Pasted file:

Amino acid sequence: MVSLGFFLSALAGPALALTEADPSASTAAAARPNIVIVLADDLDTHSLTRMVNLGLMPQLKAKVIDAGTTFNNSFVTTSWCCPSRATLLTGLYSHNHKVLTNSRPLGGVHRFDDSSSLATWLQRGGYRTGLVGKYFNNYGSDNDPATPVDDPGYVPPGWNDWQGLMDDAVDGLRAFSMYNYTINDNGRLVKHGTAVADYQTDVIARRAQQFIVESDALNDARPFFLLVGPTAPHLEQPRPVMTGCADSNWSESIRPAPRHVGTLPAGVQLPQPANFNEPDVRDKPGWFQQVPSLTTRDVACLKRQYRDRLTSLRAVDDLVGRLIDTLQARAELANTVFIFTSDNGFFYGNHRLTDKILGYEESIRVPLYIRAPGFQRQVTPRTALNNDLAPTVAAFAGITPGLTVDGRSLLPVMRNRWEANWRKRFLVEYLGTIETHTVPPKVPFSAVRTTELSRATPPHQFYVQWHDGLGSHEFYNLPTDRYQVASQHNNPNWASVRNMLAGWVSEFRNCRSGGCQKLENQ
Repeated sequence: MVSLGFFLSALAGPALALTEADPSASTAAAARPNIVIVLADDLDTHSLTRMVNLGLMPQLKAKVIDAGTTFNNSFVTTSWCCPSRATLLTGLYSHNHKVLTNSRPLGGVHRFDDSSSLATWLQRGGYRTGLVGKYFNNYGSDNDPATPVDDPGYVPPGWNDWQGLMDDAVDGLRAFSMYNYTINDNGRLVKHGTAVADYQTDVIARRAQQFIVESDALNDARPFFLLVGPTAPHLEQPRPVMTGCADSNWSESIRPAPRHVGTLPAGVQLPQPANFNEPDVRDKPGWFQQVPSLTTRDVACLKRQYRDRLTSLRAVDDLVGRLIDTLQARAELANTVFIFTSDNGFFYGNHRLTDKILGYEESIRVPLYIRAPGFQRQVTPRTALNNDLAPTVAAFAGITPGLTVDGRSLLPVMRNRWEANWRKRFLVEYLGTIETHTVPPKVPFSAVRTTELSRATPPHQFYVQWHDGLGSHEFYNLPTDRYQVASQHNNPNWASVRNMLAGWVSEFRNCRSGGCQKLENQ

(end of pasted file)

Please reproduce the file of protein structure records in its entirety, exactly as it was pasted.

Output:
Amino acid sequence: MVSLGFFLSALAGPALALTEADPSASTAAAARPNIVIVLADDLDTHSLTRMVNLGLMPQLKAKVIDAGTTFNNSFVTTSWCCPSRATLLTGLYSHNHKVLTNSRPLGGVHRFDDSSSLATWLQRGGYRTGLVGKYFNNYGSDNDPATPVDDPGYVPPGWNDWQGLMDDAVDGLRAFSMYNYTINDNGRLVKHGTAVADYQTDVIARRAQQFIVESDALNDARPFFLLVGPTAPHLEQPRPVMTGCADSNWSESIRPAPRHVGTLPAGVQLPQPANFNEPDVRDKPGWFQQVPSLTTRDVACLKRQYRDRLTSLRAVDDLVGRLIDTLQARAELANTVFIFTSDNGFFYGNHRLTDKILGYEESIRVPLYIRAPGFQRQVTPRTALNNDLAPTVAAFAGITPGLTVDGRSLLPVMRNRWEANWRKRFLVEYLGTIETHTVPPKVPFSAVRTTELSRATPPHQFYVQWHDGLGSHEFYNLPTDRYQVASQHNNPNWASVRNMLAGWVSEFRNCRSGGCQKLENQ
Repeated sequence: MVSLGFFLSALAGPALALTEADPSASTAAAARPNIVIVLADDLDTHSLTRMVNLGLMPQLKAKVIDAGTTFNNSFVTTSWCCPSRATLLTGLYSHNHKVLTNSRPLGGVHRFDDSSSLATWLQRGGYRTGLVGKYFNNYGSDNDPATPVDDPGYVPPGWNDWQGLMDDAVDGLRAFSMYNYTINDNGRLVKHGTAVADYQTDVIARRAQQFIVESDALNDARPFFLLVGPTAPHLEQPRPVMTGCADSNWSESIRPAPRHVGTLPAGVQLPQPANFNEPDVRDKPGWFQQVPSLTTRDVACLKRQYRDRLTSLRAVDDLVGRLIDTLQARAELANTVFIFTSDNGFFYGNHRLTDKILGYEESIRVPLYIRAPGFQRQVTPRTALNNDLAPTVAAFAGITPGLTVDGRSLLPVMRNRWEANWRKRFLVEYLGTIETHTVPPKVPFSAVRTTELSRATPPHQFYVQWHDGLGSHEFYNLPTDRYQVASQHNNPNWASVRNMLAGWVSEFRNCRSGGCQKLENQ